you can almost hear Keifer Sutherland intoning: “Previously on King John…”
When we last left King John,
King John had revoked the death sentence on Arthur (after he had been led to believe that it had been carried out), and he was sending Hubert to the “angry lords” with the news in hopes of calming them down, and forestalling any attempt by them to join the French invasion, backed by the Pope. Of course, just before we broke yesterday, Arthur had a great fall, and all the angry lords and the young dudes could do nothing to save him.
Le Morte d’Arthur, anyone?
The angry lords departed for the Dauphin, and the Bastard headed back to King John, who, we find at the beginning of Act Five, Scene One, has capitulated to Rome, even giving up his crown (which the papal emissary Pandulph immediately returns). For Shakespeare’s audience, this had to be tough to take (even after he had sentenced his nephew to death and then weaseled out of the deed’s responsibility).
We also learn immediately why John has done this: he wants Pandulph to
go meet the French,
And from his holiness use all your power
To stop their marches 'fore we are inflamed.
John wants Rome to stop the French invasion (a request with reasonable logic, given it was Rome that spurred the Dauphin on to claim the English throne). Pandulph agrees, admitting it was his “breath that blew this tempest up” (V.i.17). The Bastard enters with reports that France is on the move, and is gaining English support… and he delivers the news of Arthur’s death. John is despondent, but the Bastard delivers a pep talk to ready King John to fight the French anyway (especially as the Bastard cannot believe that John caved to Rome).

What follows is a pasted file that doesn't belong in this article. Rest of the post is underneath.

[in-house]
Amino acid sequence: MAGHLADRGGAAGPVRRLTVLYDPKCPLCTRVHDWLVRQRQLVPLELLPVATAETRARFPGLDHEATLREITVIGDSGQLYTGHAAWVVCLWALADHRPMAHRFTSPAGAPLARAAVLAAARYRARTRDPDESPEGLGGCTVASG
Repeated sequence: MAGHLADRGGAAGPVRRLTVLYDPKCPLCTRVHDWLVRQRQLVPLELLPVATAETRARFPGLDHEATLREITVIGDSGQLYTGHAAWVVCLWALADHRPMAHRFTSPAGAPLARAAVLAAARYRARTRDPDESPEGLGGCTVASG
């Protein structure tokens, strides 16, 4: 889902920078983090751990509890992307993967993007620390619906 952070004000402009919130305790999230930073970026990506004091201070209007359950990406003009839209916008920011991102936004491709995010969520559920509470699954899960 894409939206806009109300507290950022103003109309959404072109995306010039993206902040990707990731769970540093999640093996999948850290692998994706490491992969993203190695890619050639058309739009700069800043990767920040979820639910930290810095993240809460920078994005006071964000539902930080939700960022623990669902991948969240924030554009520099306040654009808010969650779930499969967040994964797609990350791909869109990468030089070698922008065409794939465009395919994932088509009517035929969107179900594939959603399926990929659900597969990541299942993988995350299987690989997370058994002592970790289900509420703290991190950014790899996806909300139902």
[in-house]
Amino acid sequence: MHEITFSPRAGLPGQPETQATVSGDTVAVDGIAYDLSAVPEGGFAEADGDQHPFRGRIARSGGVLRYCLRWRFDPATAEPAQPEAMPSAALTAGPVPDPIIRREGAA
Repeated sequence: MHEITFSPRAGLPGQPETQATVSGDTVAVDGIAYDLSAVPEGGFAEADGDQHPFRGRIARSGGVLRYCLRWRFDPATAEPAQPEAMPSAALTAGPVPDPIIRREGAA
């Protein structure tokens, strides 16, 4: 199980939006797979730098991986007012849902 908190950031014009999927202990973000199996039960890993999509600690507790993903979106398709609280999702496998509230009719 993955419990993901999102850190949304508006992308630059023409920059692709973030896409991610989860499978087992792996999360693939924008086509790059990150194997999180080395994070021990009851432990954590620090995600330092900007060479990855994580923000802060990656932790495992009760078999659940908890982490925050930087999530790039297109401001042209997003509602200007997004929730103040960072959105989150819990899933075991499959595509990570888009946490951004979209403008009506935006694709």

Act Five, Scene Two begins with Louis the Dauphin finalizing a treaty between France and the angry lords, aligning them together against King John. There’s a great deal of long-winded speechifying, in which both pledge loyalty. Into this mutual backslap-a-thon, enter Pandulph with news of John’s reconciliation with Rome and a request that France stop its marches.
One problem: Louis “will not back” down (V.ii.78). And why should he? As he says,
Have I not heard these islanders shout out
'Vive le roi!' as I have bank'd their towns?
Have I not here the best cards for the game,
To win this easy match play'd for a crown?
And shall I now give o'er the yielded set?
No, no, on my soul, it never shall be said.
Louis has a point (though Shakespeare’s audience may have bristled at his description of them as “islanders”), and is–unlike John–a vertebrate.
Now, the Bastard arrives, wanting to know the status of the situation. When he hears that the French won’t back down, he is… thrilled. Why? Because now he gets to fight.